Towards minimal conditions for exponential stability (with L. Niederman and A. Bounemoura)

It is known that steepness is only a sufficient condition for exponential stability, as there exists a wider prevalent set of functions, the so-called diophantine steep class, whose elements are exponentially stable under the effect of any sufficiently small perturbation. Differently from the steep case, where refined estimates for the time of stability exist, the known estimates of stability in the diophantine-steep case are not sharp since they have been obtained by making use of a strategy of proof which is different from Nekhoroshev's original one. The aim of this axis of research is therefore to find refined estimates for the time of stability by applying Nekhoroshev's original technique to the class of diophantine steep functions. This result would be of great interest since it would be a {\bf first step in order to understand up to which point exponential stability holds for systems that are "intermediate" between steep ones and non-steep non-stable ones.}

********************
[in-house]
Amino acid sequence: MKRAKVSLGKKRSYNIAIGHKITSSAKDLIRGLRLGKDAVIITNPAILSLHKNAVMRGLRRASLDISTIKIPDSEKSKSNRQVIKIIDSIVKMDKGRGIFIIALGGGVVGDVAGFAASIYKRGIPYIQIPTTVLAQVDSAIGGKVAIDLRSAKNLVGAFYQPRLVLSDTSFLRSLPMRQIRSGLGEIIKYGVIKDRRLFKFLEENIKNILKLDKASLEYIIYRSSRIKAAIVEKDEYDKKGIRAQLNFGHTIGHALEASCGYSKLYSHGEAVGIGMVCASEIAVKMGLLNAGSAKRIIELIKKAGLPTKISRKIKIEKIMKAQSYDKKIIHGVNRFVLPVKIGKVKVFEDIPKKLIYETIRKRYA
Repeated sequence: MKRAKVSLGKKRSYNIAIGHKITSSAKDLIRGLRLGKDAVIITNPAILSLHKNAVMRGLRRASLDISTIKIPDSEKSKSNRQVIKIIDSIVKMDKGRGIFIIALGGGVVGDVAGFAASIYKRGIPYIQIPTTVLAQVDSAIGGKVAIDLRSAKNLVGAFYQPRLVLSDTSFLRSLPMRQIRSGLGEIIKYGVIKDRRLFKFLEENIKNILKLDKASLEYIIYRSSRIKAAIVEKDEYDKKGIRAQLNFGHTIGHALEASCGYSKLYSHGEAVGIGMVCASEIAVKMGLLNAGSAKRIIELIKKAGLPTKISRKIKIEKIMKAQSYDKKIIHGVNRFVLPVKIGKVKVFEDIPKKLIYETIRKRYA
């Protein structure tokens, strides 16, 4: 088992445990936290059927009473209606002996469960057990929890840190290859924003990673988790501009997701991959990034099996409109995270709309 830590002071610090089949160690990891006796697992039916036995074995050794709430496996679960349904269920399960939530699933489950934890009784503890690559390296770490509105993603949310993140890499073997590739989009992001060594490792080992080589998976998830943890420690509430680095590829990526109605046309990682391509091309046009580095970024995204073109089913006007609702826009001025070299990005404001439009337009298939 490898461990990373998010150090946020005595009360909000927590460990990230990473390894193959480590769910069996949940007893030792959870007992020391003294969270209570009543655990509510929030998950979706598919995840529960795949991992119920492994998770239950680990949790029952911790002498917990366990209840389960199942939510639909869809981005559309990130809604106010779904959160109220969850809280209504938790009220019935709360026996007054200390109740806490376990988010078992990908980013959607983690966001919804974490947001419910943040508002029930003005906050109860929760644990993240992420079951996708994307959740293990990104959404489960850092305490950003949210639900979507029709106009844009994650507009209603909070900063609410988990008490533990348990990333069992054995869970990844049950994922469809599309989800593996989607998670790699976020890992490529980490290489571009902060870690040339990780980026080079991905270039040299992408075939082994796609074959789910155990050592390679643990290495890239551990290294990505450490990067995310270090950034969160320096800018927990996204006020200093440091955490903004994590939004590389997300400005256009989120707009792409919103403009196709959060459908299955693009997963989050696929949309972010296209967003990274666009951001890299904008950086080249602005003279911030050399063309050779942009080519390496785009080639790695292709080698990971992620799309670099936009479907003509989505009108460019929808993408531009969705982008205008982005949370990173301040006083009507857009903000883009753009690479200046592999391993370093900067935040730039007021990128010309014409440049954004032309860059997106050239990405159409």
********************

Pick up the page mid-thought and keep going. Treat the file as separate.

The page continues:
Applications of Nekhoroshev theory to celestial mechanics (with L. Niederman)

I have worked on some applications of Nekhoroshev theory to the three-body problem (both in the planetary and in the restricted case). One of the main issues when studying this kind situations is that the size of the perturbation - given by the ratio of the largest among the masses of the two planets to the mass of the central attractor - might not be small enough for the mathematical theorem to apply in reality. In particular, I have investigated how the mathematical theorems cease to apply when the size of the perturbation reaches values which are too high.